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‘Dust’ Asks Whether The Dust Bowl Is Still Relevant in Dance, Theatre and song

http://www.cpr.org/news/story/dust-asks-whether-dust-bowl-still-relevant-song-theater-and-dance

The challenges that faced Coloradans on the Eastern Plains 80 years ago during the Dust Bowl are still relevant today, according to a new theater production of song and dance opening in Denver. Job loss, environmental problems partly caused by humans and distrust in the government are all themes in “Dust,” from Wonderbound ballet, Curious Theatre Company and folk […]

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CPR Weekend Arts Roundup

http://www.cpr.org/news/story/weekend-arts-roundup-toast-mexican-photography-love-golden-years-and-more

Wonderbound’s Enduring Grace was mentioned in CPR’s Weekend Arts Roundup. Listen to it here: http://www.cpr.org/news/story/weekend-arts-roundup-toast-mexican-photography-love-golden-years-and-more

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Few Colo. artists highlighted in international arts festivals in Rockies

http://www.cpr.org/news/story/few-colo-artists-highlighted-international-arts-festivals-rockies

Several world-renowned arts festivals have made their homes in Colorado mountain towns, including the Aspen Music and Vail International Dance festivals.

They bring in some of the world’s top performers. But few Colorado artists and companies perform at these events each year.

The last time a major Colorado orchestra performed at the Aspen Music Festival was in 1950.

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Denver struggling to keep performing arts complex relevant

http://www.cpr.org/news/story/denver-struggling-keep-performing-arts-complex-relevant

How do you keep a civic gem from becoming an urban relic? That’s the question facing the Denver Performing Arts Complex and Denver Arts and Venues, the agency which owns it.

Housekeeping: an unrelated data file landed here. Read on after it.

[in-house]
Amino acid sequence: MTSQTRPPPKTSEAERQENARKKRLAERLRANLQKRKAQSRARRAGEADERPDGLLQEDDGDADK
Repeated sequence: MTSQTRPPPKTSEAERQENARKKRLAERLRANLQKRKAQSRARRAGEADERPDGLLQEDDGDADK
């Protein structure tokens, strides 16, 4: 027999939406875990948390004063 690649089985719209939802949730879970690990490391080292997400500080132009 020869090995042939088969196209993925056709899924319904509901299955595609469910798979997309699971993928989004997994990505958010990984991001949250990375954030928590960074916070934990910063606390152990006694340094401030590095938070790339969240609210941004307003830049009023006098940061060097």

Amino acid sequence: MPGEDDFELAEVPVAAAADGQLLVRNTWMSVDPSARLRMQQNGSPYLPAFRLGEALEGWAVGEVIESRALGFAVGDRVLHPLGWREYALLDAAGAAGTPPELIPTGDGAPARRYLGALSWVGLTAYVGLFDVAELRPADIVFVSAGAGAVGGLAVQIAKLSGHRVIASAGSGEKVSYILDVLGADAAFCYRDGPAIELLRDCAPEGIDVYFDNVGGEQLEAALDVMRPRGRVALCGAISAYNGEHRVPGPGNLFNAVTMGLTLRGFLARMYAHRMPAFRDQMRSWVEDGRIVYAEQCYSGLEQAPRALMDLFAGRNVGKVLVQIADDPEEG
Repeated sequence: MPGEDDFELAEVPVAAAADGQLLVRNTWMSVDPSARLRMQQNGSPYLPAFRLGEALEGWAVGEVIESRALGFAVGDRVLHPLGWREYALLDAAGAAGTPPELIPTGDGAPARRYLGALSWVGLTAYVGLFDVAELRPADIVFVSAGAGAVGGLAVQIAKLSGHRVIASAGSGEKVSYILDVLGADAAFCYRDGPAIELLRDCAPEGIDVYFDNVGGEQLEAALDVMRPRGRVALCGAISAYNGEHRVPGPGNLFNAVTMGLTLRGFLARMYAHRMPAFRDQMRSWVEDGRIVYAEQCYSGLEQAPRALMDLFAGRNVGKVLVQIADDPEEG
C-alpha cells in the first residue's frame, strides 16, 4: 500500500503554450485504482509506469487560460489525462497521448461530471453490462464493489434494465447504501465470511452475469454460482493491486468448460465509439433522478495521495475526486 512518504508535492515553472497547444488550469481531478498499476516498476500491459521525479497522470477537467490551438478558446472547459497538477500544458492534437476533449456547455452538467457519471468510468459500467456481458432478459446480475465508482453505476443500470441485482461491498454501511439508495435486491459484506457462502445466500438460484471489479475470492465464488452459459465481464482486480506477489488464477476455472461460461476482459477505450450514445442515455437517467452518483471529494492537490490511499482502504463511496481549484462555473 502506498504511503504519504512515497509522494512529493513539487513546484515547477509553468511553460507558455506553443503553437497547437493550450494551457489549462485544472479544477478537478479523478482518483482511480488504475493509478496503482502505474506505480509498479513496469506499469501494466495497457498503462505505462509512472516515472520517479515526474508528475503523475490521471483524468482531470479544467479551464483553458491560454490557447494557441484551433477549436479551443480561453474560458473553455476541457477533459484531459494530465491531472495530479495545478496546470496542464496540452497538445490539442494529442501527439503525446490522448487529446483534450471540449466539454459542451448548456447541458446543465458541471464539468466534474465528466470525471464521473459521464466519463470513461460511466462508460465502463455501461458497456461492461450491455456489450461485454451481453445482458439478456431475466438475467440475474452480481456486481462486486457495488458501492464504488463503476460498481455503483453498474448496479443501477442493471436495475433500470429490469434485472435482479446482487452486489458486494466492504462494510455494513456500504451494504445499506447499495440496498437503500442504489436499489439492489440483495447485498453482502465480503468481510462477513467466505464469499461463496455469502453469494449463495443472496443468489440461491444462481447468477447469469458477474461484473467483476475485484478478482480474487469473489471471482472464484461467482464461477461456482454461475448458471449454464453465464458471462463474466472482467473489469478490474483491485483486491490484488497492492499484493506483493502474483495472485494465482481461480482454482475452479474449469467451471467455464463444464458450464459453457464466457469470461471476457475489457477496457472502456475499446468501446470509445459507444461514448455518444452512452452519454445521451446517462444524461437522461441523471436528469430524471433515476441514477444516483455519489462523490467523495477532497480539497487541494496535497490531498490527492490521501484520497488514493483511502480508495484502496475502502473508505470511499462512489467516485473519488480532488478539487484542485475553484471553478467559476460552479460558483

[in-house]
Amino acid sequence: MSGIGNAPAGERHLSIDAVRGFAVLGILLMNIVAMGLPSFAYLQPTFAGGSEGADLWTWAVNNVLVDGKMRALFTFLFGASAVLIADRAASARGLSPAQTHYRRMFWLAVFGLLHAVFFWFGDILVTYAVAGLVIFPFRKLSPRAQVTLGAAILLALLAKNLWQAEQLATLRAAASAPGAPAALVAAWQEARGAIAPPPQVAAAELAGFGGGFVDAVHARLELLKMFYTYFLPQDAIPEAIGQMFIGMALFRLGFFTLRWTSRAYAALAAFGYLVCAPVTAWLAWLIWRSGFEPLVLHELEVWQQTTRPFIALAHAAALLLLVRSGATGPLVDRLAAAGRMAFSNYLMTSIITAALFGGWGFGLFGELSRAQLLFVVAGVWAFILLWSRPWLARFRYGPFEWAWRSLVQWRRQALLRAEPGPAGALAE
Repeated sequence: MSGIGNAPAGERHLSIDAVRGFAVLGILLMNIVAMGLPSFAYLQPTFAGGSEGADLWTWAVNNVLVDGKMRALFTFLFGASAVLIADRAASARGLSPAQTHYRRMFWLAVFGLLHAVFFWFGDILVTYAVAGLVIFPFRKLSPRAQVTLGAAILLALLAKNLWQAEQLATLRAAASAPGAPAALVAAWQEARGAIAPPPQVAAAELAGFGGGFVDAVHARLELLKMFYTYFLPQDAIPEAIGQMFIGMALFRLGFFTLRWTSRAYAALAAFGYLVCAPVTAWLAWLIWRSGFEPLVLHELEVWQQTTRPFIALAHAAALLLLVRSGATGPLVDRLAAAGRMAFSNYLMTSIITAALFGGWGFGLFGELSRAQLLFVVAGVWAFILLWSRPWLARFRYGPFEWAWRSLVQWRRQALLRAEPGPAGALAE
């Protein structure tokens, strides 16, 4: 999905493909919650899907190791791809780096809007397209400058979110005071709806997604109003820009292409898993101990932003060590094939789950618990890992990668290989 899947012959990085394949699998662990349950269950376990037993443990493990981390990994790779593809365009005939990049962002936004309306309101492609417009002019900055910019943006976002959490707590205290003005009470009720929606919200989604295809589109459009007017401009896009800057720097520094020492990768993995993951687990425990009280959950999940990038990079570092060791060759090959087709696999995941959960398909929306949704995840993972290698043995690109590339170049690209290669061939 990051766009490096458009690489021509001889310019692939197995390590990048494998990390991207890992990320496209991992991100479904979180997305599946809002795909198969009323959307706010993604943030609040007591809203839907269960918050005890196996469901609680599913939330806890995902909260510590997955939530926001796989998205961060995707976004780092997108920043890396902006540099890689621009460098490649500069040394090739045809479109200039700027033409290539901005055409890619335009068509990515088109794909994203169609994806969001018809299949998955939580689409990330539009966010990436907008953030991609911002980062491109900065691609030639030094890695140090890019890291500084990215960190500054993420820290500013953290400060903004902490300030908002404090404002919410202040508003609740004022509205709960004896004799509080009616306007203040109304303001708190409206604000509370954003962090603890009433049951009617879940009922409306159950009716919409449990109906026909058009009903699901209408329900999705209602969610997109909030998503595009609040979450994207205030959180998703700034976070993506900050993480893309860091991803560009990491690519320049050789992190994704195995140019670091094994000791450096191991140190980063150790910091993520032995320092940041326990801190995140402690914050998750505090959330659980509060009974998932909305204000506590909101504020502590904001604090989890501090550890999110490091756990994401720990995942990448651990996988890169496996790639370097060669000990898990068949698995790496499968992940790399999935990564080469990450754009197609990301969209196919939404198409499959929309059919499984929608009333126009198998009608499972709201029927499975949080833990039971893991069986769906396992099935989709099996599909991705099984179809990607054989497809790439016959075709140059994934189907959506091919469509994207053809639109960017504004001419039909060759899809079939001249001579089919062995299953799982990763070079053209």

DPAC, as the complex is known, is the second largest of its kind in the U.S., after Lincoln Center. Massive performance halls house the city’s flagship classical arts companies: the Colorado Ballet, the Colorado Symphony, and Opera Colorado. Patrons can see a variety of performances there, from Broadway shows to cutting-edge theater.

But walk through the glass-roofed galleria when a show isn’t playing and there’s one thing you won’t see: people.

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‘Gone West’ combines Colorado poetry, dance and music on stage

http://www.cpr.org/news/story/gone-west-combines-colorado-poetry-dance-and-music-stage

For the latest production from Denver’s Wonderbound dance company, artistic director Garrett Ammon collaborates with poet Michael Henry to explore the natural, mythical, social and political landscapes of Colorado.

“Gone West,” which marks the third partnership between the choreographer and poet, also incorporates original music by songwriter/cellist Ian Cooke.

The story is set in a drive-in campground which characters who represent different backgrounds and beliefs temporarily call home.

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Can dance work on the radio? Ira Glass weighs in

http://www.cpr.org/news/story/can-dance-work-radio-ira-glass-weighs

On the inaugural episode of CPR’s new arts show tomorrow, Ira Glass, the host of “This American Life,” comments on a new project mounted by CPR’s Arts Bureau to find out how dance — a predominantly visual medium — might carry on the aural medium of radio.

Glass is in a prime position to offer thoughts on CPR’s “Radio Dances” project as he recently toured the country with dance-makers Monica Bill Barnes and Anna Bass in a live stage show in which the radio personality and his collaborators told stories with words and movement.

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Radio Dances: ‘The Most of It’ by Wonderbound

http://www.cpr.org/news/story/radio-dances-most-it-wonderbound

“The Most of It” is choreographed by Garrett Ammon, artistic director of Wonderbound, and Wonderbound dance artists Amanda Copple and Brandon Freeman. Copple and Freeman perform the dance. The musical selection is titled “A Reasonable Life,” and is composed and performed by Denver musician Ian Cooke.

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Q&A: A photographer chronicles dancers and homeless people

http://www.cpr.org/news/story/qa-photographer-chronicles-dancers-and-homeless-people

The enormous garage doors at the Wonderbound dance studio in Denver beg any curious passersby to glance through the glass panels.

Since moving to its new location in Five Points last year, the dance company has attracted the attention of many people in the neighborhood, including homeless individuals.

After hearing about various exchanges between Wonderbound’s dancers and the homeless community, Lena Prieto wanted to explore the relationship with her photography.

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